Zafar, Hudson, Clarkson sworn in at San Ramon council ceremony

Longtime city clerk announces upcoming retirement at meeting

The San Ramon City Council welcomed back two elected officials and a third new face to its ranks during a special swearing-in ceremony at City Hall on Tuesday evening.

During the ceremony, city officials swore in returning Councilman Dave Hudson and new Councilwoman Sabina Zafar to the council, as well as Mayor Bill Clarkson, who has been re-elected to a fourth and final term as the city’s top elected official.

“San Ramon’s a pretty good city. In fact you can forget the campaign rhetoric San Ramon is a good city,” Hudson said after taking his oath. “It's been five years since I've done the last oath of office and a lot of people have retired, but I can tell you that a lot of good people have moved in and replaced them … And we have not lowered our standards one bit.”

Councilman Hudson -- who had memorized the oath of office -- won re-election during the Nov. 6 general election, officially making him the longest tenured elected official in San Ramon’s history.

Having already served for 21 years, including tenures as mayor and vice mayor, Hudson will have served the city for a quarter of a century by the time his current term expires. San Ramon has no term limits for council members, but mayors are limited to four two-year terms.

Hudson spoke briefly during the ceremony, and reinforced priorities he listed while campaigning, chief among these were support for City Center Bishop Ranch and the installation of a pedestrian and bike bridge crossing over Bollinger Canyon Road.

“We need to think about land-use decisions the way it is going to be, not the way it has been,” he added.

Hudson also took time to welcome his new colleague Zafar to the council, highlighting the excitement of a new face on the council.

“I’m a little overwhelmed but wanted to thank all of you for coming in,” she told the packed crowd that extended into the entryway of the City Council Chambers. “I wanted to say thank you to my family for making the long trip and coming out here… I look forward to working with you all.”

This was Zafar’s second run at the council, having previously lost her campaign for a seat in 2016, placing third behind councilmen Scott Perkins and Phil O’Loane.

While campaigning this year Zafar, a tech executive, stated her key priorities would be, the promotion of local business, reducing traffic congestion through upgrades to existing infrastructure, and perhaps her most vocal objective, open space preservation.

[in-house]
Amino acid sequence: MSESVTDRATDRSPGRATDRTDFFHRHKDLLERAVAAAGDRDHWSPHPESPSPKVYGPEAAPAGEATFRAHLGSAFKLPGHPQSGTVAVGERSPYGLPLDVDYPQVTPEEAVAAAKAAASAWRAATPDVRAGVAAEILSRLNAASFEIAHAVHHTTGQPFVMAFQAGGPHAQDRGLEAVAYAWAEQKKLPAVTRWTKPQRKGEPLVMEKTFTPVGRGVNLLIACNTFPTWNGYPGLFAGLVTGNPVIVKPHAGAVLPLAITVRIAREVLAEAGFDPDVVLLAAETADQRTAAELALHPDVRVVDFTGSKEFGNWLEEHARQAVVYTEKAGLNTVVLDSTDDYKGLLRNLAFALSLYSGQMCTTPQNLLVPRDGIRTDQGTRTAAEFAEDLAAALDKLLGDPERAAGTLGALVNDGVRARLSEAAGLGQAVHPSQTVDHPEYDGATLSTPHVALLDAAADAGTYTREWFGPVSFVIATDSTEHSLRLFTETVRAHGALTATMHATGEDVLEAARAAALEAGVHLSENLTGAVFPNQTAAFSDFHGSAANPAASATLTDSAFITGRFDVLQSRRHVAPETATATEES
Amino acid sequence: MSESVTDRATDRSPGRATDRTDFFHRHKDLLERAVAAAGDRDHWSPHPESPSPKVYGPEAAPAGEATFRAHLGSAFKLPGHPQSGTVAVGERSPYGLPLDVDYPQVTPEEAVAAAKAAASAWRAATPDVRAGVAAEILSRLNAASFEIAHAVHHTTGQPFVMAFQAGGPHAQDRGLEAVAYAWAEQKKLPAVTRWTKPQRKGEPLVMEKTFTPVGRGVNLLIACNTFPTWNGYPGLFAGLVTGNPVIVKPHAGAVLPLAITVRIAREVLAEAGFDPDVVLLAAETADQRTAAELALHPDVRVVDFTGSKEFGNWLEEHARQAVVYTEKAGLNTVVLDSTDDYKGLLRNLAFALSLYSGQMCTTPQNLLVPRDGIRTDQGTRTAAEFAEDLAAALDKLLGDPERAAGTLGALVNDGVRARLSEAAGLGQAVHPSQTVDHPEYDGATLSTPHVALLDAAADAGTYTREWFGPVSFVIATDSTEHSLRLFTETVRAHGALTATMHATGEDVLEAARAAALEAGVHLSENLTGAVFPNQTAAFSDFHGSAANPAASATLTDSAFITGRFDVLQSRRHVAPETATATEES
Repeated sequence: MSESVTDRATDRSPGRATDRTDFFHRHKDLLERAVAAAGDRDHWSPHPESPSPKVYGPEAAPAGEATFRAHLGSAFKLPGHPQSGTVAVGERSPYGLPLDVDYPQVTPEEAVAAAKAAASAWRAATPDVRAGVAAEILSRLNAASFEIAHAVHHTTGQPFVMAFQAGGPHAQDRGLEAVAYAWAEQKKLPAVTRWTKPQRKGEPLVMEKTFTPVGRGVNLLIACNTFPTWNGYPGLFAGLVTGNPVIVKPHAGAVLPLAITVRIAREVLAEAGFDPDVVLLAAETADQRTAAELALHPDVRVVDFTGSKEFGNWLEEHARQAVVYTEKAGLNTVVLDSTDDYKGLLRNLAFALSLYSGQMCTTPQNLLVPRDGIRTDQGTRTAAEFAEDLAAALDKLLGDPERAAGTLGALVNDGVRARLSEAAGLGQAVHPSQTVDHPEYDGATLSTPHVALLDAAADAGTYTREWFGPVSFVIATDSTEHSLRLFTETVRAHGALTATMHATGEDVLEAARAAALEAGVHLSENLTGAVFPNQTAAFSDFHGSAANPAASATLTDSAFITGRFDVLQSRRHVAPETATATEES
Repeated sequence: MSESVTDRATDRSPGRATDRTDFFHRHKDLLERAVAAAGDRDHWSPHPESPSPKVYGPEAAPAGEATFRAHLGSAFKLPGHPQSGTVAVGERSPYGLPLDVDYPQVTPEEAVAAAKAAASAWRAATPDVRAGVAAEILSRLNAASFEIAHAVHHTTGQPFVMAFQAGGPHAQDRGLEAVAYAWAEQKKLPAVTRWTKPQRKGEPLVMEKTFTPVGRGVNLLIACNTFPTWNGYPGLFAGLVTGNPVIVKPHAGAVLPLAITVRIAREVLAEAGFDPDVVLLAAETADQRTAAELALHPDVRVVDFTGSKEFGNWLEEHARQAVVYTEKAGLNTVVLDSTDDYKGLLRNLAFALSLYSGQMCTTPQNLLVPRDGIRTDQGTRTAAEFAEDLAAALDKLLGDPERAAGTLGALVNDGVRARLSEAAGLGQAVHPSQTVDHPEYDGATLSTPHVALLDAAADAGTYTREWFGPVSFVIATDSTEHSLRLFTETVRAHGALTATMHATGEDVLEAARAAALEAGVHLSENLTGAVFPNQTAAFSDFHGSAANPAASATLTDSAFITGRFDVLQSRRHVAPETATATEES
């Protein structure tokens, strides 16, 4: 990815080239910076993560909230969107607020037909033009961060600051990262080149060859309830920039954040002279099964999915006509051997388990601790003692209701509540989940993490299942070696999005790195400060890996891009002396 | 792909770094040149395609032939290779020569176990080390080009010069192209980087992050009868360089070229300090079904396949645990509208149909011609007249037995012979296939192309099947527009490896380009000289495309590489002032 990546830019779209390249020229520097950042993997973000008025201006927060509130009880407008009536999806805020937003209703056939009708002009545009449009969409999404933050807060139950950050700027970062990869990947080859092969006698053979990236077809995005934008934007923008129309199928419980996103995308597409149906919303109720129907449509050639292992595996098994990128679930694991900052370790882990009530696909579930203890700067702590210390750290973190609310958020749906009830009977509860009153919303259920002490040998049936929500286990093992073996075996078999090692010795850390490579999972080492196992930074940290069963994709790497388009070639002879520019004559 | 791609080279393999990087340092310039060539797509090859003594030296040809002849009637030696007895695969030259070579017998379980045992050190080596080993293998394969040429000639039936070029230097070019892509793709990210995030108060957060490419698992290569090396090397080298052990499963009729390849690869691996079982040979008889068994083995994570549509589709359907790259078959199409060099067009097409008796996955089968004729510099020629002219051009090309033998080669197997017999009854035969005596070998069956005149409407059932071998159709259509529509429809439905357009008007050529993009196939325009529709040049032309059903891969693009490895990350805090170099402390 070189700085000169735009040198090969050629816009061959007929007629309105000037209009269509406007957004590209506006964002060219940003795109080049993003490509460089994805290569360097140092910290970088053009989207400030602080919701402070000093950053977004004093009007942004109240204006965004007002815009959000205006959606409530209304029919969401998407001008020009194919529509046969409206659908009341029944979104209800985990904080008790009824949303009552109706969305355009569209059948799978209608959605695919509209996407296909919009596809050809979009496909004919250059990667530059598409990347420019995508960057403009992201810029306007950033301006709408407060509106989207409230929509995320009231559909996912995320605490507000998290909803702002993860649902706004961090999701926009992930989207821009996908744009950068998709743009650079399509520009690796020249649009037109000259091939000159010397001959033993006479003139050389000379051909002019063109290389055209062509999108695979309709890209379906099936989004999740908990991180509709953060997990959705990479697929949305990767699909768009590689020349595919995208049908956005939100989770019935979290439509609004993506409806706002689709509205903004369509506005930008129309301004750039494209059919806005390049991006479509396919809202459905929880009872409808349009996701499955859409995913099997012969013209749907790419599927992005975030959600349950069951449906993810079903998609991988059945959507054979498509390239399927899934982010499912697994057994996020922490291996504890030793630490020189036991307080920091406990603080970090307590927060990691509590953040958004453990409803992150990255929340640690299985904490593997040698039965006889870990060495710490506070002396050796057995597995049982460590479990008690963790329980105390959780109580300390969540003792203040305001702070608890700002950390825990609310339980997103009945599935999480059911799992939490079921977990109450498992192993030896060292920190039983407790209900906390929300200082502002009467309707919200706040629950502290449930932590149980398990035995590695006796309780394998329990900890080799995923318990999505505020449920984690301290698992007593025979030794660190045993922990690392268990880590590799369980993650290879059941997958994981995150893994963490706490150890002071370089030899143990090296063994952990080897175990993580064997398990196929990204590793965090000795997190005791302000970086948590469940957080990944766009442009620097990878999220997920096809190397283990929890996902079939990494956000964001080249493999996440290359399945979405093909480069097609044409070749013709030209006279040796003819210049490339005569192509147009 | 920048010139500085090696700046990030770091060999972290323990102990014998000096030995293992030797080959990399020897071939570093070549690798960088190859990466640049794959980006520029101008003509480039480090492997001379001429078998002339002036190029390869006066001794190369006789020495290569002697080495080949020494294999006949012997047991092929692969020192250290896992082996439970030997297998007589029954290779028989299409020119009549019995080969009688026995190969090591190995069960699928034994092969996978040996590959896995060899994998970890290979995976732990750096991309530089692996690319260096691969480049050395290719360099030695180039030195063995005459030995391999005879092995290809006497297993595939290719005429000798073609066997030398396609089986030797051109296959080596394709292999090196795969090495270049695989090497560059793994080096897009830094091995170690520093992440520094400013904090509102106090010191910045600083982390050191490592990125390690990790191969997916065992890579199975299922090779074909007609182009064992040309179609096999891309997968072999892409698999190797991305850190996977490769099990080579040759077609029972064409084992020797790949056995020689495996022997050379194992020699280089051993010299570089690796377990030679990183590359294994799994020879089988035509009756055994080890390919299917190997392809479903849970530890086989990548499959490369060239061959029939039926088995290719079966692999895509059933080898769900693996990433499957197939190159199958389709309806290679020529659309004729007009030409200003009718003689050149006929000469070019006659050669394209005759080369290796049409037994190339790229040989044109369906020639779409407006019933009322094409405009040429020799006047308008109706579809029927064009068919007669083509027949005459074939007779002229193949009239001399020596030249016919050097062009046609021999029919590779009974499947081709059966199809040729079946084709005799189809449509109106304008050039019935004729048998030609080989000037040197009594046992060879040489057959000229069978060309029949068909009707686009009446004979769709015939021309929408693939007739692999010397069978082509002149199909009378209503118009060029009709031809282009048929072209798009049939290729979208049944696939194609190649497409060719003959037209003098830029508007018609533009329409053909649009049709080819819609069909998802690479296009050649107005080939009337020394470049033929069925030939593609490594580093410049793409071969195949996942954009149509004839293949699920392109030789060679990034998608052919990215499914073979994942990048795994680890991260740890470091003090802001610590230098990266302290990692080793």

Zafar, who was born and raised in Pakistan, is the first woman of color to serve on the council since the city’s incorporation in 1983.

“I am truly humbled by the out pour of love and support, the messages, emails and phone calls the last couple of days. And I am so honored to be elected as a council member to the San Ramon City Council,” Zafar said in an message to supporters. “Now the real work begins.”

Clarkson also spoke about his plans and priorities for the city, but took time to thank his biggest supporter.

“The most important thing I have to share this evening is to thank my wife. She didn’t choose this gig but sometimes, many times, experiences what is going on,” he said. “I want to say how much I appreciate what you have to put up with and you do have to put up with a lot.”

After giving thanks to his wife and supporters, Clarkson previewed his vision for the next two years, with his top priority being the further development of City Center and the surrounding region into the emerging downtown area residents crave.

“In the next month you are going to see a series of new stores and restaurants and other things come online, but keep in mind the City Center is only a part of the emerging downtown of San Ramon,” he said.

Final election results from the Contra Costa County Elections Department show that all three officials won their contests by comfortable margins.

In the race for the two available City Council seats, Hudson led the way with 15,148 votes for 35.57%, followed by Zafar, a former member of the city’s Transportation Advisory Committee, who earned the second available seat with 11,541 for 27.1% of votes.

The pair defeated parks commissioner Sridhar Verose, who was in the third spot with 8,240 or 19.35%, and Aparna Madireddi, a small business and community volunteer, who rounded out the ballot with 7,663 or 17.99%.

Clarkson dominated the polls in his quest for a fourth term as mayor, earning 20,219 votes for a total of 75.03%, while political newcomer and engineer Sanat Sethy, the lone challenger, trailed at a distant second holding down 6,730 votes for 24.97%

The meeting also served as the last for departing councilman Harry Sachs, who decided to not run for re-election in order to spend more time with his family and to focus on his teaching career.

In addition to Sachs' departure, longtime city clerk Renee Beck announced that Tuesday would mark her last meeting as she is set to retire by the year’s end. Plans have been put in place for her to be succeeded by Christina Franco, who currently serves as deputy city clerk.

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Nominations due by Sept. 16 and Pleasanton Weekly are once again putting out a call for nominations and sponsorships for the annual Tri-Valley Heroes awards - our salute to the community members dedicated to bettering the Tri-Valley and the lives of its residents.

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